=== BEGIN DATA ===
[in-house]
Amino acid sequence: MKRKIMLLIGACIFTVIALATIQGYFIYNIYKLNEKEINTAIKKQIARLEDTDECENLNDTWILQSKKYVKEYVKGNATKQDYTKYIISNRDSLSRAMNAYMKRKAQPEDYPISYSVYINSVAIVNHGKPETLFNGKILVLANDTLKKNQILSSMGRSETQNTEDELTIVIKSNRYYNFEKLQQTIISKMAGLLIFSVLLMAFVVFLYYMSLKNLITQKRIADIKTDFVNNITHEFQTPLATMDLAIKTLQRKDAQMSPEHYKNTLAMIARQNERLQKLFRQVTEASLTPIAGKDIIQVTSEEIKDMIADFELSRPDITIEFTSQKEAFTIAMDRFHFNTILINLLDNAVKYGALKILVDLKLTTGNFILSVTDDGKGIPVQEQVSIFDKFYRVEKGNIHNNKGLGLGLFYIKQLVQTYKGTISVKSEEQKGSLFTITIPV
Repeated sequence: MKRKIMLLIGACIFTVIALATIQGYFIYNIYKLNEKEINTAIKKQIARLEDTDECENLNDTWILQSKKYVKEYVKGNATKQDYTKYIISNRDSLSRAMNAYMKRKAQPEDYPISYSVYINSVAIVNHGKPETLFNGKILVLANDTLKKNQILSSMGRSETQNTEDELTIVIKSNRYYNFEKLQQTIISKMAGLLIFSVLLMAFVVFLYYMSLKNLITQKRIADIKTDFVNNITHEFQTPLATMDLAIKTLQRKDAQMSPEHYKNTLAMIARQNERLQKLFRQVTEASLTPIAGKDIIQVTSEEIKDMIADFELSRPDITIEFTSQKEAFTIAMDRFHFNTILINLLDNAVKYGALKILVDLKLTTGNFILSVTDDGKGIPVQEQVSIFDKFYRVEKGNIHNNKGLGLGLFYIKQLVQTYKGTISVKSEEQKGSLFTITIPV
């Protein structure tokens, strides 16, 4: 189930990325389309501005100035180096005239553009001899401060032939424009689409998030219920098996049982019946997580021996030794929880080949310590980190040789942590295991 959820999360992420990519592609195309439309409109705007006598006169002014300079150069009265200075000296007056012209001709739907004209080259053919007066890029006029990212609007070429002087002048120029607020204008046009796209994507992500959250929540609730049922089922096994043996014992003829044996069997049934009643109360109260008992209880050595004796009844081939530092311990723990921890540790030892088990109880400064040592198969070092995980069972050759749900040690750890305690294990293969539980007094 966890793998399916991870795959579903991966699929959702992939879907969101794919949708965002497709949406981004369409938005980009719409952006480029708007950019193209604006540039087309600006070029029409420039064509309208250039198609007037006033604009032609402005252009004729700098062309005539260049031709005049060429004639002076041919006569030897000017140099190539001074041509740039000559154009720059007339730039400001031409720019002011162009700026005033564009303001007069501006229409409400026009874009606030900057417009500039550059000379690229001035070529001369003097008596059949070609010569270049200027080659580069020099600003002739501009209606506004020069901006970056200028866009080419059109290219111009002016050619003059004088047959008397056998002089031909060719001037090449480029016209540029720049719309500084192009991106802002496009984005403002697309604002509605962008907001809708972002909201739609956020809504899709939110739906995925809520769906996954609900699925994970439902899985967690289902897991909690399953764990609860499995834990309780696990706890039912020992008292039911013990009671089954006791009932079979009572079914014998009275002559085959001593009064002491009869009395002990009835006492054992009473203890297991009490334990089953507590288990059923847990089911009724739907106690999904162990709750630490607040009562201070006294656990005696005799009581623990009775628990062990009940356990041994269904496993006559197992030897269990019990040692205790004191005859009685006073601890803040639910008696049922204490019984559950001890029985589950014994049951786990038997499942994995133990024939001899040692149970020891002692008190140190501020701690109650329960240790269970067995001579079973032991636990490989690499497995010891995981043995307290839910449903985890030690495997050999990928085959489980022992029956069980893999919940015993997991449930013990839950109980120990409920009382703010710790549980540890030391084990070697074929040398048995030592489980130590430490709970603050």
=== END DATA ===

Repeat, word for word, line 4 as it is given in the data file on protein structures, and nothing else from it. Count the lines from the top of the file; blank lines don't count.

């Protein structure tokens, strides 16, 4: 189930990325389309501005100035180096005239553009001899401060032939424009689409998030219920098996049982019946997580021996030794929880080949310590980190040789942590295991 959820999360992420990519592609195309439309409109705007006598006169002014300079150069009265200075000296007056012209001709739907004209080259053919007066890029006029990212609007070429002087002048120029607020204008046009796209994507992500959250929540609730049922089922096994043996014992003829044996069997049934009643109360109260008992209880050595004796009844081939530092311990723990921890540790030892088990109880400064040592198969070092995980069972050759749900040690750890305690294990293969539980007094 966890793998399916991870795959579903991966699929959702992939879907969101794919949708965002497709949406981004369409938005980009719409952006480029708007950019193209604006540039087309600006070029029409420039064509309208250039198609007037006033604009032609402005252009004729700098062309005539260049031709005049060429004639002076041919006569030897000017140099190539001074041509740039000559154009720059007339730039400001031409720019002011162009700026005033564009303001007069501006229409409400026009874009606030900057417009500039550059000379690229001035070529001369003097008596059949070609010569270049200027080659580069020099600003002739501009209606506004020069901006970056200028866009080419059109290219111009002016050619003059004088047959008397056998002089031909060719001037090449480029016209540029720049719309500084192009991106802002496009984005403002697309604002509605962008907001809708972002909201739609956020809504899709939110739906995925809520769906996954609900699925994970439902899985967690289902897991909690399953764990609860499995834990309780696990706890039912020992008292039911013990009671089954006791009932079979009572079914014998009275002559085959001593009064002491009869009395002990009835006492054992009473203890297991009490334990089953507590288990059923847990089911009724739907106690999904162990709750630490607040009562201070006294656990005696005799009581623990009775628990062990009940356990041994269904496993006559197992030897269990019990040692205790004191005859009685006073601890803040639910008696049922204490019984559950001890029985589950014994049951786990038997499942994995133990024939001899040692149970020891002692008190140190501020701690109650329960240790269970067995001579079973032991636990490989690499497995010891995981043995307290839910449903985890030690495997050999990928085959489980022992029956069980893999919940015993997991449930013990839950109980120990409920009382703010710790549980540890030391084990070697074929040398048995030592489980130590430490709970603050």